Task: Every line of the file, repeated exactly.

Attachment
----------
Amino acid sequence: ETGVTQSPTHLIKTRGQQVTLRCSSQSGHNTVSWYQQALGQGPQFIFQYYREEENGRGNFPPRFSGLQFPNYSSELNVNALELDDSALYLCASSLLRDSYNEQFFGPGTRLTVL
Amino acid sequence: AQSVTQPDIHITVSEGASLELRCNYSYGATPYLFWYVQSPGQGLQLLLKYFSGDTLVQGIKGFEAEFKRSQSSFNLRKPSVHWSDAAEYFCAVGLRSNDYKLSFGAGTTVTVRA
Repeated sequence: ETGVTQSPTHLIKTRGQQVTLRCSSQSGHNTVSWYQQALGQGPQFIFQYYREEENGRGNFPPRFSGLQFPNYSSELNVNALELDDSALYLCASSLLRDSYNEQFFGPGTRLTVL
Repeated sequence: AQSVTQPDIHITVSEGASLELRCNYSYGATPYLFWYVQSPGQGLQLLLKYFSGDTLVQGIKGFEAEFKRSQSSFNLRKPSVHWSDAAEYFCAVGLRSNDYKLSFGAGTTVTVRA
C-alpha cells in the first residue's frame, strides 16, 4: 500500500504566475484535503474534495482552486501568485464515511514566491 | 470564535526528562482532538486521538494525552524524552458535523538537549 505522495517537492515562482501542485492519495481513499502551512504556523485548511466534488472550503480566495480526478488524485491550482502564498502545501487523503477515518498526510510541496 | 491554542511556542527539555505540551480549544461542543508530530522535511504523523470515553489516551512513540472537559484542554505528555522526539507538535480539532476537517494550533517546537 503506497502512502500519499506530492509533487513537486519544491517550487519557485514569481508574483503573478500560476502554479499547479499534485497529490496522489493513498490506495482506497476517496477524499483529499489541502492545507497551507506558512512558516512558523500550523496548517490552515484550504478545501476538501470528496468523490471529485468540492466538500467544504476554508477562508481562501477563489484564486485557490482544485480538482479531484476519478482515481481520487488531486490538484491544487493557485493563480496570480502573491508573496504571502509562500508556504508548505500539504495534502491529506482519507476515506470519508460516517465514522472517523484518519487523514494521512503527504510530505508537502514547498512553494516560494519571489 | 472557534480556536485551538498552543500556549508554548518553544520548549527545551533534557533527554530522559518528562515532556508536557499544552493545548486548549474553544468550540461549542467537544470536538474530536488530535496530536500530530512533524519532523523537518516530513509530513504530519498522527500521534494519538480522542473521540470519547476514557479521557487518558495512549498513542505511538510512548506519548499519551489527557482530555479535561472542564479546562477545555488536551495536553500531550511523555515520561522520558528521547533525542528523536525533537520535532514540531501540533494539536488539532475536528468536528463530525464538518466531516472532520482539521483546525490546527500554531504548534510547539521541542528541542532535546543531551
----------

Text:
Amino acid sequence: ETGVTQSPTHLIKTRGQQVTLRCSSQSGHNTVSWYQQALGQGPQFIFQYYREEENGRGNFPPRFSGLQFPNYSSELNVNALELDDSALYLCASSLLRDSYNEQFFGPGTRLTVL
Amino acid sequence: AQSVTQPDIHITVSEGASLELRCNYSYGATPYLFWYVQSPGQGLQLLLKYFSGDTLVQGIKGFEAEFKRSQSSFNLRKPSVHWSDAAEYFCAVGLRSNDYKLSFGAGTTVTVRA
Repeated sequence: ETGVTQSPTHLIKTRGQQVTLRCSSQSGHNTVSWYQQALGQGPQFIFQYYREEENGRGNFPPRFSGLQFPNYSSELNVNALELDDSALYLCASSLLRDSYNEQFFGPGTRLTVL
Repeated sequence: AQSVTQPDIHITVSEGASLELRCNYSYGATPYLFWYVQSPGQGLQLLLKYFSGDTLVQGIKGFEAEFKRSQSSFNLRKPSVHWSDAAEYFCAVGLRSNDYKLSFGAGTTVTVRA
C-alpha cells in the first residue's frame, strides 16, 4: 500500500504566475484535503474534495482552486501568485464515511514566491 | 470564535526528562482532538486521538494525552524524552458535523538537549 505522495517537492515562482501542485492519495481513499502551512504556523485548511466534488472550503480566495480526478488524485491550482502564498502545501487523503477515518498526510510541496 | 491554542511556542527539555505540551480549544461542543508530530522535511504523523470515553489516551512513540472537559484542554505528555522526539507538535480539532476537517494550533517546537 503506497502512502500519499506530492509533487513537486519544491517550487519557485514569481508574483503573478500560476502554479499547479499534485497529490496522489493513498490506495482506497476517496477524499483529499489541502492545507497551507506558512512558516512558523500550523496548517490552515484550504478545501476538501470528496468523490471529485468540492466538500467544504476554508477562508481562501477563489484564486485557490482544485480538482479531484476519478482515481481520487488531486490538484491544487493557485493563480496570480502573491508573496504571502509562500508556504508548505500539504495534502491529506482519507476515506470519508460516517465514522472517523484518519487523514494521512503527504510530505508537502514547498512553494516560494519571489 | 472557534480556536485551538498552543500556549508554548518553544520548549527545551533534557533527554530522559518528562515532556508536557499544552493545548486548549474553544468550540461549542467537544470536538474530536488530535496530536500530530512533524519532523523537518516530513509530513504530519498522527500521534494519538480522542473521540470519547476514557479521557487518558495512549498513542505511538510512548506519548499519551489527557482530555479535561472542564479546562477545555488536551495536553500531550511523555515520561522520558528521547533525542528523536525533537520535532514540531501540533494539536488539532475536528468536528463530525464538518466531516472532520482539521483546525490546527500554531504548534510547539521541542528541542532535546543531551